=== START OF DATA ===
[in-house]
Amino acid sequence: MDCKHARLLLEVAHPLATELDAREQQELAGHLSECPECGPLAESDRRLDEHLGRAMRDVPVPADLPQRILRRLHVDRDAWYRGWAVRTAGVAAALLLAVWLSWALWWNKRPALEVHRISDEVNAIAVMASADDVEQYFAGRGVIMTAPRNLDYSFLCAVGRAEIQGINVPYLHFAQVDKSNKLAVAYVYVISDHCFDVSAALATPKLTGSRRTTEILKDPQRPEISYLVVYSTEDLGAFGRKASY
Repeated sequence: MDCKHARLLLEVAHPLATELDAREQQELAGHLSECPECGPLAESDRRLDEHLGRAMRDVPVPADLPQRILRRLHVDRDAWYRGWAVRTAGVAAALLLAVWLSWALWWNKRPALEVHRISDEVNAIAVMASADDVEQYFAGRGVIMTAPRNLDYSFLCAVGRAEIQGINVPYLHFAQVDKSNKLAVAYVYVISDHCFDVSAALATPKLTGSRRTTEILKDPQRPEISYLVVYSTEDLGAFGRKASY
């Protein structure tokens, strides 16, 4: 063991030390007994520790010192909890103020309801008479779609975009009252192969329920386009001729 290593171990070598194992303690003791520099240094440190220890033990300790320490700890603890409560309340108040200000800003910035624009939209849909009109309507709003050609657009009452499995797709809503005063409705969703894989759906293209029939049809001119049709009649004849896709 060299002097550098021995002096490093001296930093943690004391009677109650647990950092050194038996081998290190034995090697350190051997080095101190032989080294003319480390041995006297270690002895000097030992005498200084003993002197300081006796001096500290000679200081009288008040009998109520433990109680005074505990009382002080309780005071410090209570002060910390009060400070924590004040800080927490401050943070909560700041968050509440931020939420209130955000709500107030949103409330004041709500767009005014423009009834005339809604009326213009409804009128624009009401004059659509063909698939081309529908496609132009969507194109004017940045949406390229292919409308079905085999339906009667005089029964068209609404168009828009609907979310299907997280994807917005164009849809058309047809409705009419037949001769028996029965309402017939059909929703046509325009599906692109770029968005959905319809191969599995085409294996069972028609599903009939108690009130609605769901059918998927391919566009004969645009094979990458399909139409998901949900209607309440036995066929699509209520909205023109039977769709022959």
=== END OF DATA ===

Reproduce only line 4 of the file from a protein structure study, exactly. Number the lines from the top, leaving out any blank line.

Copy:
């Protein structure tokens, strides 16, 4: 063991030390007994520790010192909890103020309801008479779609975009009252192969329920386009001729 290593171990070598194992303690003791520099240094440190220890033990300790320490700890603890409560309340108040200000800003910035624009939209849909009109309507709003050609657009009452499995797709809503005063409705969703894989759906293209029939049809001119049709009649004849896709 060299002097550098021995002096490093001296930093943690004391009677109650647990950092050194038996081998290190034995090697350190051997080095101190032989080294003319480390041995006297270690002895000097030992005498200084003993002197300081006796001096500290000679200081009288008040009998109520433990109680005074505990009382002080309780005071410090209570002060910390009060400070924590004040800080927490401050943070909560700041968050509440931020939420209130955000709500107030949103409330004041709500767009005014423009009834005339809604009326213009409804009128624009009401004059659509063909698939081309529908496609132009969507194109004017940045949406390229292919409308079905085999339906009667005089029964068209609404168009828009609907979310299907997280994807917005164009849809058309047809409705009419037949001769028996029965309402017939059909929703046509325009599906692109770029968005959905319809191969599995085409294996069972028609599903009939108690009130609605769901059918998927391919566009004969645009094979990458399909139409998901949900209607309440036995066929699509209520909205023109039977769709022959």